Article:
The Bizarre and Deadly World of Mortuaries
The February 10, 1990 edition of the LA Times reported that – for the first time in American history – someone had been charged with murder using the weapon of oleander, a toxic plant that’s nonetheless very common in gardens.
David Wayne Sconce was the accused, and it was alleged that back in 1985 he had killed a rival mortician, Timothy R. Waters, to stop him exposing some dark and illegal activities at the Lamb Funeral Home, the family business where Sconce worked.
By this time Sconce was already in jail for those illegal acts – mingling human remains, stealing body parts and removing gold teeth from cadavers.
Though “mingling” sounds rather innocuous, in the most notorious incident it saw 38 bodies stuffed into two furnaces, an employee later admitting that breaking one of the corpse’s legs to make it fit perhaps led to a chimney blockage and the Altadena mortuary burning to the ground.
Incredibly, Sconce’s parents Laurieanne and Jerry were also awaiting trial accused of similar offences in 1990, but it was earlier in 1985 that rival mortician Waters had been assaulted in his office by hired thug Danny Gambalos, who said that Sconce had paid him to carry out the crime.
A few weeks later in April, Waters died after becoming unexpectedly ill while baby-sitting for his sister in Malibu.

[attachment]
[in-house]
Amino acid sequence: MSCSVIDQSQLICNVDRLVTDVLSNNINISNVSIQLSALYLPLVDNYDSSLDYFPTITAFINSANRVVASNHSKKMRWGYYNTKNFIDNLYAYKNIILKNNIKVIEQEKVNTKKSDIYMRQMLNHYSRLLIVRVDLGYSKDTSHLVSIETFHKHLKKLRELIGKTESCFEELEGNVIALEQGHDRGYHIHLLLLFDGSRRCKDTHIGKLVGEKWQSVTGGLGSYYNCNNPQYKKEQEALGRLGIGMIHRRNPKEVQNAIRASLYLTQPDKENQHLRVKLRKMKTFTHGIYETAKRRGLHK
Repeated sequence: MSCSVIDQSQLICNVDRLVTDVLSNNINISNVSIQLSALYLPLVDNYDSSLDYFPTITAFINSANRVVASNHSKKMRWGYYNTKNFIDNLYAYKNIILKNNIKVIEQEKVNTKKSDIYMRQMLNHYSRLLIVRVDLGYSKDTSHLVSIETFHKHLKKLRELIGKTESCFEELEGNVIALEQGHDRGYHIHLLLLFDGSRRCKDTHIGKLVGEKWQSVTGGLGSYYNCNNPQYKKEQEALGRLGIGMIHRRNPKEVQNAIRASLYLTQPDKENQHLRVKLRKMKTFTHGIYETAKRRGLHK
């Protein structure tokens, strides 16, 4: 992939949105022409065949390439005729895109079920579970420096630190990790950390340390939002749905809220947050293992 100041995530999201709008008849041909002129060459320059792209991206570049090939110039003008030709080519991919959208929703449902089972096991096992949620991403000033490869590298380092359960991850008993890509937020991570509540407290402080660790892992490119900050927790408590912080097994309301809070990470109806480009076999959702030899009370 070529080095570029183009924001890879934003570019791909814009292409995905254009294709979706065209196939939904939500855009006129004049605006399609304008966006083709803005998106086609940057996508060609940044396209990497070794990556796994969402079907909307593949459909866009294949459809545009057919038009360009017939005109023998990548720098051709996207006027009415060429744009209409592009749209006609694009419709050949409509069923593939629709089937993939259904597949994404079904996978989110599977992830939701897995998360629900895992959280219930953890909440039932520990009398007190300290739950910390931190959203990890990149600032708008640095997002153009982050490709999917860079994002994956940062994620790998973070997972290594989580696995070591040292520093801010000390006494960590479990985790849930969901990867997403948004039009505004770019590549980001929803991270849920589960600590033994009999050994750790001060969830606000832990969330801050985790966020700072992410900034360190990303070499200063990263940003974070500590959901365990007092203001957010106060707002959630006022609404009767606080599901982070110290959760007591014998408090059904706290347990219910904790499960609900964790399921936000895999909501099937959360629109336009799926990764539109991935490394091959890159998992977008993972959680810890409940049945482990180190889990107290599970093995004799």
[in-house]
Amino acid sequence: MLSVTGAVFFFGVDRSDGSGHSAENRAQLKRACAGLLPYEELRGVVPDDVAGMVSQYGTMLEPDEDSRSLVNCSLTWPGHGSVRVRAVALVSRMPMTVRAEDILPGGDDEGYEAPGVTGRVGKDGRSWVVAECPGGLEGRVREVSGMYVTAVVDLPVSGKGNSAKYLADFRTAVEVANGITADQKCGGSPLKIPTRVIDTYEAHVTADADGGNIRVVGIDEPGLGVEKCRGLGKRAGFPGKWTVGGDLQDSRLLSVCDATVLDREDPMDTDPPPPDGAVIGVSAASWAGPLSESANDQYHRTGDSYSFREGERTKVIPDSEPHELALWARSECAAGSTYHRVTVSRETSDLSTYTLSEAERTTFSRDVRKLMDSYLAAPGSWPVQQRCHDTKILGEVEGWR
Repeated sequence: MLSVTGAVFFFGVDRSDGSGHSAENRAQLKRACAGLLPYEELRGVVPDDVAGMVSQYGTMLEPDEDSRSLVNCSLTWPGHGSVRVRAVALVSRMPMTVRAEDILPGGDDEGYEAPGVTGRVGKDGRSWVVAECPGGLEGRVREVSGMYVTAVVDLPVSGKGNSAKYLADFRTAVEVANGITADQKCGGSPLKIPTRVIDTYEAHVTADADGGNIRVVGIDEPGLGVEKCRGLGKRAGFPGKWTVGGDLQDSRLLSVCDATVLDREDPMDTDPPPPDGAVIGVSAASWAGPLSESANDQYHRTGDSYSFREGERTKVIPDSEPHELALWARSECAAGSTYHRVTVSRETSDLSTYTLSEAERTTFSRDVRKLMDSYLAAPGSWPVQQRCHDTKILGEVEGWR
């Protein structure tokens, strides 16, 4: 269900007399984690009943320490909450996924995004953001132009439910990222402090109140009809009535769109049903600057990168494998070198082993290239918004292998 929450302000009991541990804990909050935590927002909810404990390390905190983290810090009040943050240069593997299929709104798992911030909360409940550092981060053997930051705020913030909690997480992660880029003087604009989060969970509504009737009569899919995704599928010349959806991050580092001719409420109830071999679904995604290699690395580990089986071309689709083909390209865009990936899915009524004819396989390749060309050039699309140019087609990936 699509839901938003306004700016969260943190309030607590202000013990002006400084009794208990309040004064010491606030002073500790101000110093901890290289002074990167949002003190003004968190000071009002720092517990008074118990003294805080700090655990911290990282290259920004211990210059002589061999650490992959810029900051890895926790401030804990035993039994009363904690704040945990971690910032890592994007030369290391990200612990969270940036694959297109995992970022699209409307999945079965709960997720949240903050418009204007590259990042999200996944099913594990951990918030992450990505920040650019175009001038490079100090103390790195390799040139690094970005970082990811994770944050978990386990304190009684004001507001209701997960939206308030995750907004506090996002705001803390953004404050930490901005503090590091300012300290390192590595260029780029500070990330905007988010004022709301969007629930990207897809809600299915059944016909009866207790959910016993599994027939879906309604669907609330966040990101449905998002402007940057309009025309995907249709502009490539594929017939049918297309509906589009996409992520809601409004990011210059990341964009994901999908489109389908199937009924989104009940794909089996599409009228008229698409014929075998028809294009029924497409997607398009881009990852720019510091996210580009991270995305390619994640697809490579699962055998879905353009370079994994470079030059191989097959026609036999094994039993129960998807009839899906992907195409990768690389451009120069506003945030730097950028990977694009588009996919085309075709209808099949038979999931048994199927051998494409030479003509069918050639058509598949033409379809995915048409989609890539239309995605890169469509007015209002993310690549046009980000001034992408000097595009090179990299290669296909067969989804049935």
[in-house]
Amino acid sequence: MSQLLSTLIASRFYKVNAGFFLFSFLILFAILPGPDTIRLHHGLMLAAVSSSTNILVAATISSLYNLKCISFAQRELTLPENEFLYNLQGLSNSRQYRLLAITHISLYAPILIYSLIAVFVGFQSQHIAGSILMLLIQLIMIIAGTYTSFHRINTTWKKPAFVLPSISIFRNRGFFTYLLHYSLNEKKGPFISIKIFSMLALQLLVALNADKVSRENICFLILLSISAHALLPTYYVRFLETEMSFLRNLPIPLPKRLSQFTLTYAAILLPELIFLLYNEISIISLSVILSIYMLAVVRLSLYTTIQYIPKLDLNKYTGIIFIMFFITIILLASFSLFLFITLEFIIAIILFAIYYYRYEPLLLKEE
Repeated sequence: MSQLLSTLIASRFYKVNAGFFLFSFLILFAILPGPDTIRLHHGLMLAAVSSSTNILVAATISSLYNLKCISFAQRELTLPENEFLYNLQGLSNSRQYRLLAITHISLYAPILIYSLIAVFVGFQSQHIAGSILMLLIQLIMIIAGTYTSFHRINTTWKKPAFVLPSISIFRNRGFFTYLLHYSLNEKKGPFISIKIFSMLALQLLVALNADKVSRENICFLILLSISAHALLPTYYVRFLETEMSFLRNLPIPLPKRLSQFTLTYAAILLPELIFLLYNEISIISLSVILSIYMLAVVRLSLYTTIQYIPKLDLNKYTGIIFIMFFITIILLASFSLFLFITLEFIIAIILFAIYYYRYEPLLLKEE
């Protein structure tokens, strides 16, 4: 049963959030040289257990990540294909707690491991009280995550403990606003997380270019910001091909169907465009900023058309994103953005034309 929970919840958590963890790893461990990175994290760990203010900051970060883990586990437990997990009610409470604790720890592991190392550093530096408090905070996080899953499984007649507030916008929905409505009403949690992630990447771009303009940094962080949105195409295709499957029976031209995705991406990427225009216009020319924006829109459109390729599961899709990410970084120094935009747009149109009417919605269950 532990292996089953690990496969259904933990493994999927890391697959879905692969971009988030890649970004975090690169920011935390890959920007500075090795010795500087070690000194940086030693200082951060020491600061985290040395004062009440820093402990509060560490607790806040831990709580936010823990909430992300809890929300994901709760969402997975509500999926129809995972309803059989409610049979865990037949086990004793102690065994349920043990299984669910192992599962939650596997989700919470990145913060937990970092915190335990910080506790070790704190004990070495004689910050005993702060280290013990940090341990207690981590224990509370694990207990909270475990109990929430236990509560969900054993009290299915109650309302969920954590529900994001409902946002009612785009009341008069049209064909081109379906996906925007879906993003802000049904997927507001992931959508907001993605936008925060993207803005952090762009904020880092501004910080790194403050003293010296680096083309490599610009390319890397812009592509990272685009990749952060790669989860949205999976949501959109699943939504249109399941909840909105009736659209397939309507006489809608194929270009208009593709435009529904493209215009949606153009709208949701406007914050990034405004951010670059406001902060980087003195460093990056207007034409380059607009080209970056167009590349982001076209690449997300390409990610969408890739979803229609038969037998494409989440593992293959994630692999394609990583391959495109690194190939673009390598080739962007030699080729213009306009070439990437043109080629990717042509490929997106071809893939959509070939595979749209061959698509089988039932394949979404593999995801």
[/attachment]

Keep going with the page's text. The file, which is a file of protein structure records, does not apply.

After two days of agony his death was thought possibly to be linked to heart problems, but it later emerged that a witness said he saw Sconce slipping something into Waters’ drink at the Reuben’s Plankhouse restaurant in Simi Valley (now long-gone), and Sconce – whose car licence plate once read “I BRN 4U” – was said to have bragged about it to a cellmate and others.
Sconce was accused of making murderous threats against other people as well, and the shocking story – which seemed created for a Hollywood movie – tore back the lid on what a highly lucrative but competitive and seemingly dangerous business it is to be involved with the dead.
The Sconces’ empire stretched from Pasadena and beyond, and Sconce was alleged to have said that he made $5000-6000 a month from the purloined gold teeth alone.
The oleander poisoning however could never be comprehensively proved scientifically – nor was it certain where it might have been administered or ingested – so those charges were eventually dismissed, but even then that wasn’t the end of the story.
Sconce’s name appeared in the LA Times in July 2013, and again it was under strange circumstances. This time he was being sentenced to 25 years to life in prison after violating his probation after he had pled guilty years before to conspiracy to murder a former district attorney who had been assigned to his case.
At the conclusion of that case in 1997 he’d been given the unusual sentence of lifetime probation, but when Sconce – now 56 – was convicted in Montana of stealing a rifle from a neighbor and trying to sell it in a pawn shop, he violated that probation.
Sconce argued that the neighbor had merely given him the rifle and he was going to use it to “protect his pets from wolves,” but he now felt the force of the law.
That said, with so much time already served, it was reckoned he might be out of jail within 10 years….